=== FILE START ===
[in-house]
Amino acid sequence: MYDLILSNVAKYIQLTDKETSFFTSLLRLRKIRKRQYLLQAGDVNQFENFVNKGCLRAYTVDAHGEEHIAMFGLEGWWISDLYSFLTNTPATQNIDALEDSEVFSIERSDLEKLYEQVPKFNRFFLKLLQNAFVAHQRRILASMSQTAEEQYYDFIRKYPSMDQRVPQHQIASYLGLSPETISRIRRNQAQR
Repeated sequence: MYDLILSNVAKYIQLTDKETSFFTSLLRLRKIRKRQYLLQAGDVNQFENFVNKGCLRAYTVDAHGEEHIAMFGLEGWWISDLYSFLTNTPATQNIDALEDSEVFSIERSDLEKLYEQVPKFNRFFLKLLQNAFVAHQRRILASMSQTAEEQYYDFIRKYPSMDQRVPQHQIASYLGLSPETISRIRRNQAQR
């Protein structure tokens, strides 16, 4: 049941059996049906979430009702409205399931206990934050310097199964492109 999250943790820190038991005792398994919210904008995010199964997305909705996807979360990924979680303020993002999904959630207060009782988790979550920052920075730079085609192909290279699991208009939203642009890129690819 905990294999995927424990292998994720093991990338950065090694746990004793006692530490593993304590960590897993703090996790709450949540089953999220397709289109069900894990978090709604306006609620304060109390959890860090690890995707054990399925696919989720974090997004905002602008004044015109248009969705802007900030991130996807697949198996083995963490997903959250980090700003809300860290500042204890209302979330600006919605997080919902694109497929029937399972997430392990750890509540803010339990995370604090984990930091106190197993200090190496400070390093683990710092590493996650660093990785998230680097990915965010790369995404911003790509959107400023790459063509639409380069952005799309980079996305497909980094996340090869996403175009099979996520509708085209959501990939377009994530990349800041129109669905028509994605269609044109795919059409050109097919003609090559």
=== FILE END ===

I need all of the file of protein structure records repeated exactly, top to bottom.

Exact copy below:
[in-house]
Amino acid sequence: MYDLILSNVAKYIQLTDKETSFFTSLLRLRKIRKRQYLLQAGDVNQFENFVNKGCLRAYTVDAHGEEHIAMFGLEGWWISDLYSFLTNTPATQNIDALEDSEVFSIERSDLEKLYEQVPKFNRFFLKLLQNAFVAHQRRILASMSQTAEEQYYDFIRKYPSMDQRVPQHQIASYLGLSPETISRIRRNQAQR
Repeated sequence: MYDLILSNVAKYIQLTDKETSFFTSLLRLRKIRKRQYLLQAGDVNQFENFVNKGCLRAYTVDAHGEEHIAMFGLEGWWISDLYSFLTNTPATQNIDALEDSEVFSIERSDLEKLYEQVPKFNRFFLKLLQNAFVAHQRRILASMSQTAEEQYYDFIRKYPSMDQRVPQHQIASYLGLSPETISRIRRNQAQR
């Protein structure tokens, strides 16, 4: 049941059996049906979430009702409205399931206990934050310097199964492109 999250943790820190038991005792398994919210904008995010199964997305909705996807979360990924979680303020993002999904959630207060009782988790979550920052920075730079085609192909290279699991208009939203642009890129690819 905990294999995927424990292998994720093991990338950065090694746990004793006692530490593993304590960590897993703090996790709450949540089953999220397709289109069900894990978090709604306006609620304060109390959890860090690890995707054990399925696919989720974090997004905002602008004044015109248009969705802007900030991130996807697949198996083995963490997903959250980090700003809300860290500042204890209302979330600006919605997080919902694109497929029937399972997430392990750890509540803010339990995370604090984990930091106190197993200090190496400070390093683990710092590493996650660093990785998230680097990915965010790369995404911003790509959107400023790459063509639409380069952005799309980079996305497909980094996340090869996403175009099979996520509708085209959501990939377009994530990349800041129109669905028509994605269609044109795919059409050109097919003609090559």